I entirely accept that, and I welcome my hon. Friend's intervention. There is nothing onerous or unreasonable about requiring a landlord who claims that he has offered to reinstate a tenant and who has received an unreasonable refusal to give evidence of that offer in writing. We have yet to hear any reasoned objection to that proposal from the Government. What can be wrong with asking a landlord who says that his offer was unreasonably rejected for written evidence of his offer? One of the ways in which the courts have traditionally attempted to balance the unequal relationship between landlord and tenant has been to require, if not written evidence, at least something that shows the existence of an agreement which can be of value to, and can be taken into account by, the courts.
In such circumstances, what could be more reasonable than saying that the whole agreement need not be in writing but that if a landlord seeks to rely on a tenant's unreasonable refusal of his offer, he must show that that offer was made in writing? Otherwise, landlords will have every reason to maintain falsely that they made an offer, on the offchance that the judge will believe them. That sometimes happens. Some people are accomplished liars and it is not always possible for the courts to detect such persons, although mercifully they often do; one has a certain feel for such matters. It is not unreasonable to make such a requirement and so deter those who seek to reduce compensation and waste the court's time by laying a false trail. The Minister has given no satisfactory explanation as to why the amendment should be rejected.
Amendment No. 25 requires the court to determine whether it was unreasonable of a former residential occupier to refuse the offer. Clause 27(6)(a) gives the court the power to reduce the amount of compensation that the tenant would otherwise receive if it appears that, prior to the proceedings beginning, the landlord has offered to reinstate the tenant and that offer has been unreasonably refused. Under the Bill as drafted, the court cannot take into accounts in deciding whether a refusal of an offer to reinstate is unreasonable, the fact that the tenant may have obtained alternative accommodation, however well settled the tenant may have become.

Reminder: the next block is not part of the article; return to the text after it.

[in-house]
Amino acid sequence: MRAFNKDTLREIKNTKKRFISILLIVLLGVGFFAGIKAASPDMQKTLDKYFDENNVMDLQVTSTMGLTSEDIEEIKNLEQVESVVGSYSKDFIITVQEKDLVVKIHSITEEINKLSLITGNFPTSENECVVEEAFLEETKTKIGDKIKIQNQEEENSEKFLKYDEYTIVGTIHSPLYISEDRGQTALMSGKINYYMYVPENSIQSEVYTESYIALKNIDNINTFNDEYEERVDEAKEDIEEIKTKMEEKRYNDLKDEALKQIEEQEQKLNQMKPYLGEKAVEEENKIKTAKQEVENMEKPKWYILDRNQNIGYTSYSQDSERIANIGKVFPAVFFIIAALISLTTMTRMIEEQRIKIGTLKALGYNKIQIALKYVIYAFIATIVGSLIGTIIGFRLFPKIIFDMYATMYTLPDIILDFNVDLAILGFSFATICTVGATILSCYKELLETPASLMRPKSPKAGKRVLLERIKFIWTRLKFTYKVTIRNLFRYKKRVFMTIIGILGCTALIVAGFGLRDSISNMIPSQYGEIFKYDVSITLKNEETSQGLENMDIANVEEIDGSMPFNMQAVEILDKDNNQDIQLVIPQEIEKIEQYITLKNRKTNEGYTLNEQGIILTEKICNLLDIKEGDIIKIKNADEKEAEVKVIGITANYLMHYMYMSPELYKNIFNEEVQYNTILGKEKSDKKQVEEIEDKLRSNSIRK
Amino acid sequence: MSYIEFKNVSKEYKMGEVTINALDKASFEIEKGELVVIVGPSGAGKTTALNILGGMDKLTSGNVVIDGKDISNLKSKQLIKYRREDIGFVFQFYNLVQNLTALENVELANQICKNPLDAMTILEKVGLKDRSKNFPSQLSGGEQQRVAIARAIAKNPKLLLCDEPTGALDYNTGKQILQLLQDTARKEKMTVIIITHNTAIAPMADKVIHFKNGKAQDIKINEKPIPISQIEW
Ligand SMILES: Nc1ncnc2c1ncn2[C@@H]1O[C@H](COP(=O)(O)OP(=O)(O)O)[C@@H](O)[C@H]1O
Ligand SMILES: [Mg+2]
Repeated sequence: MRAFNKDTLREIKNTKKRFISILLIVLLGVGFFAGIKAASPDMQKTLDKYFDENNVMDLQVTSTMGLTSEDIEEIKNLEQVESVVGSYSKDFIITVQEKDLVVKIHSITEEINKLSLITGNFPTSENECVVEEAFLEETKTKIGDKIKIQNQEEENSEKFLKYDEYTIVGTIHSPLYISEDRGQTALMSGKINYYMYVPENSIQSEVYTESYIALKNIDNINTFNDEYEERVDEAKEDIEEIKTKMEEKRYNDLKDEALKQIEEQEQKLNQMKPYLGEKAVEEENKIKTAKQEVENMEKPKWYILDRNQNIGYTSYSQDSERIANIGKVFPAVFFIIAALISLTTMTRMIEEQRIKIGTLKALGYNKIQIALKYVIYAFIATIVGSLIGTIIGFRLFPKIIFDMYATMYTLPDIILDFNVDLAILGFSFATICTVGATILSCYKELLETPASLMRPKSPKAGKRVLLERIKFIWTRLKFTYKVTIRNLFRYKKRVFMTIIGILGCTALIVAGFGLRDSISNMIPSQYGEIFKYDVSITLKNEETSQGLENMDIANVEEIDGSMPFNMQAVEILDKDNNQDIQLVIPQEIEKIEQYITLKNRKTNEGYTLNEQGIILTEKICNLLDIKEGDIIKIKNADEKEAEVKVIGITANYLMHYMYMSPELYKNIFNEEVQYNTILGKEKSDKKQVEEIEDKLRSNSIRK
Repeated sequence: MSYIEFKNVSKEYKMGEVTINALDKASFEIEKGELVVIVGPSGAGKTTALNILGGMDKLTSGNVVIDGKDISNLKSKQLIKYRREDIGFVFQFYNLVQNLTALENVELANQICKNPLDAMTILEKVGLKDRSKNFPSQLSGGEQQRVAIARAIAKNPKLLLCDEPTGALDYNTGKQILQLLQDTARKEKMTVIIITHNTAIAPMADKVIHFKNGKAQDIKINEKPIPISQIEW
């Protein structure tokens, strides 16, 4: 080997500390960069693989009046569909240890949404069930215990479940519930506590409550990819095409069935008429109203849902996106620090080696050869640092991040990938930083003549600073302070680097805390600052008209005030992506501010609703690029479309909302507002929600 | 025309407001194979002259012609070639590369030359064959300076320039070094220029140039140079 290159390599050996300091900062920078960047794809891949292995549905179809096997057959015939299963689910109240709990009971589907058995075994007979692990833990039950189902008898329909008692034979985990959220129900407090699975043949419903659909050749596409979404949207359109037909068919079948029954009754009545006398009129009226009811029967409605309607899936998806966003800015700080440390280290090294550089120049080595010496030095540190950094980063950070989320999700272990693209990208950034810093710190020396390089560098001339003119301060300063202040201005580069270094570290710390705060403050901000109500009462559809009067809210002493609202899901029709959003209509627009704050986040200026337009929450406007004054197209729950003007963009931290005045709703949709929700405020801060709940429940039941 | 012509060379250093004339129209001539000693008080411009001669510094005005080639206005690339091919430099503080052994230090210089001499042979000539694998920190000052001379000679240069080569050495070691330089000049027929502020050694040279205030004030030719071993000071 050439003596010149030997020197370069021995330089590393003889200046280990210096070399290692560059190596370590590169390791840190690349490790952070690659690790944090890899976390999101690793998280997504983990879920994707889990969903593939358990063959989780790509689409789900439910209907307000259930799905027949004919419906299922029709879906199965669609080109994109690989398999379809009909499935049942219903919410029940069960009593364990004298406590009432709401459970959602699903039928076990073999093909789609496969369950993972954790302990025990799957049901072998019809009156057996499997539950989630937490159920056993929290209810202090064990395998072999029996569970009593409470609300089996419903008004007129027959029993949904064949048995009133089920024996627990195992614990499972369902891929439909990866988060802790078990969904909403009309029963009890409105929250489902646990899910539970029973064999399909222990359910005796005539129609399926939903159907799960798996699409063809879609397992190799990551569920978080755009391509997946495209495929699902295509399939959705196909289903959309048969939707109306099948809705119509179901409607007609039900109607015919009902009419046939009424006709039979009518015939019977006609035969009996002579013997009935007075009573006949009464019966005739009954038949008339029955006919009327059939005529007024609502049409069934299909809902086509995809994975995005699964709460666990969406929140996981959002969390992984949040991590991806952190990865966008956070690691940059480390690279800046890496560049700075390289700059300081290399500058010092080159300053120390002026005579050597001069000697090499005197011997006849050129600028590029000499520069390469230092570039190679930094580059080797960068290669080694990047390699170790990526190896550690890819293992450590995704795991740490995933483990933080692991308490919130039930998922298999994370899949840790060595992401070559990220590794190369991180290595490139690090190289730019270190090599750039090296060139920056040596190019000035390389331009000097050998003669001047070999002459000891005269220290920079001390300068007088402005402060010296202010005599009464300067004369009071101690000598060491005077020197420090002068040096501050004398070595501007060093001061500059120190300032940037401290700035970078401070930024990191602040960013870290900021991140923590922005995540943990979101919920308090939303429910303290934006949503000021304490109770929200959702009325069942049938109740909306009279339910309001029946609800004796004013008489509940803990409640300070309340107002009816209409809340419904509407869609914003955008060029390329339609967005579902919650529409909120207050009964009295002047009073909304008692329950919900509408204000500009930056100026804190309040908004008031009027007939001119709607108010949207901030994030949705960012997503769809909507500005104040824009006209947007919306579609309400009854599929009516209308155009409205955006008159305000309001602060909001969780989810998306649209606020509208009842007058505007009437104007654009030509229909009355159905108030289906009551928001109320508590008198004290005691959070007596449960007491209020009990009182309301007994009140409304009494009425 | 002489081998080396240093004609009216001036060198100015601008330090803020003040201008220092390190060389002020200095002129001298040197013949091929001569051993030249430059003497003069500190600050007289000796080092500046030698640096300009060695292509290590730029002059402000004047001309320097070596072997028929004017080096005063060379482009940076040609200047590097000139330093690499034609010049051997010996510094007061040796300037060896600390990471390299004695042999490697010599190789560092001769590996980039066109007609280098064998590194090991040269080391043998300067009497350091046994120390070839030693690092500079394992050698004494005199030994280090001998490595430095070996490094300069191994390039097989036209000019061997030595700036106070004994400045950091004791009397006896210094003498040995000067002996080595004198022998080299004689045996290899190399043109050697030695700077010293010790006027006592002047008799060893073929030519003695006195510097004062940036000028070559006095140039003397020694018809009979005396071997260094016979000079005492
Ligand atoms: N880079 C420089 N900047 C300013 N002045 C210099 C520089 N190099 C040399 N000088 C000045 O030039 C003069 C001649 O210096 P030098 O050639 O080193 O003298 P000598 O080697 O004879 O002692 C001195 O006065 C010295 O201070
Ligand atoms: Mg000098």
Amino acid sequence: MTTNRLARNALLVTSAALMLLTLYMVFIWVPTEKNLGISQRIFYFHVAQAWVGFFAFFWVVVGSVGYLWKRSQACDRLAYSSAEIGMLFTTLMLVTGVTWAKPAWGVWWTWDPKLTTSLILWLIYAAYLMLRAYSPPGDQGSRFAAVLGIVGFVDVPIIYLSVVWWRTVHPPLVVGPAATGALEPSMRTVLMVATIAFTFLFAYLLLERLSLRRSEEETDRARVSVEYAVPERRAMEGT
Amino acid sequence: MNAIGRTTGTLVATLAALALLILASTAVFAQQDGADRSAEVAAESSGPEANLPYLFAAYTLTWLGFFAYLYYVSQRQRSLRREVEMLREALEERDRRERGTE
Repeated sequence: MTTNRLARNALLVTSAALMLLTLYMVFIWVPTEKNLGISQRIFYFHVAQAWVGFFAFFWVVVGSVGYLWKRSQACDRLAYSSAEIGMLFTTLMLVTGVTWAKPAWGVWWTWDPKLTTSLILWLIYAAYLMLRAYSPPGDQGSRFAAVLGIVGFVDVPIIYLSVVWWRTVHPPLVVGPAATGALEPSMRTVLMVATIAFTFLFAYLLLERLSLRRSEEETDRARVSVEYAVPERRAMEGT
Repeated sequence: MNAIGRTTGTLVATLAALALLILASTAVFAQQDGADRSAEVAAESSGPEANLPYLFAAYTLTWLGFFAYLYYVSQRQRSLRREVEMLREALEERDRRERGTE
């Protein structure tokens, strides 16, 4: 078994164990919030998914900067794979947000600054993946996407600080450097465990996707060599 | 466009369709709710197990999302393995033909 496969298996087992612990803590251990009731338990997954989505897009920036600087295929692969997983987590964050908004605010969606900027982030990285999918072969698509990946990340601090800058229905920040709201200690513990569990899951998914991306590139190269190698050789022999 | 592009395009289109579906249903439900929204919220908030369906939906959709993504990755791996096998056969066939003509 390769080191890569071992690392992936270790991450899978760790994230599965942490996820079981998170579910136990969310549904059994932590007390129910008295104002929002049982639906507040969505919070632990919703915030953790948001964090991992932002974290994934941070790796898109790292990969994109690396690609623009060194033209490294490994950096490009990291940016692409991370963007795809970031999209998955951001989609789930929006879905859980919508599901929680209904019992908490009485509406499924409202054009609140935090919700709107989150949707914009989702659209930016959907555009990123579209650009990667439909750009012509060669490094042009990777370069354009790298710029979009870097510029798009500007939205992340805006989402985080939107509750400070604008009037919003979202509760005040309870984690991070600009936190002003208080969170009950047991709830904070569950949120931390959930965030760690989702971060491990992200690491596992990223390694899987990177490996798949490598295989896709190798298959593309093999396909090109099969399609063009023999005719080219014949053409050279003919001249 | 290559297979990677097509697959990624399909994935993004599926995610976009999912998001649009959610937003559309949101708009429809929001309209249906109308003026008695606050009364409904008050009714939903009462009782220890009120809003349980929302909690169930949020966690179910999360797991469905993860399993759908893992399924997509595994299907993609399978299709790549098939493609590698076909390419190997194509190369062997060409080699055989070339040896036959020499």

Suppose that a tenant has been pushed out of his home in horrendous circumstances. Having gone through what can be an extremely traumatic experience, the natural thing for him to do is to put down roots as quickly as he can in his new abode. We say that it is wrong that the courts should not be able to take that into account when determining whether the residential occupier unreasonably refused the offer of reinstatement. It is a simple amendment strengthening the hands of the court in arriving at a just decision.
The Opposition have tabled a bundle of amendments seeking to remedy the fact that the protection given is insufficient for the purposes set out in the Bill. We seek to protect the tenant from the harassment that will result from the Bill and to give the courts the powers and discretion to exercise their function in a just way and allow them to establish the true relationship between landlord and tenant rather than to allow the landlords deliberately to obscure the truth.
We commend the amendments to the House in the context of a Bill that has already had a marked impact on the incidence of harassment in our constituencies. It is not good enough for Ministers in this House or in another place to tell us that we have no need to fear because everything will be all right and that the provisions are the best that can possibly be arrived at. That reassurance will fall on deaf ears in terms of those at the cutting edge of the housing crisis and the current spate of speculation in housing.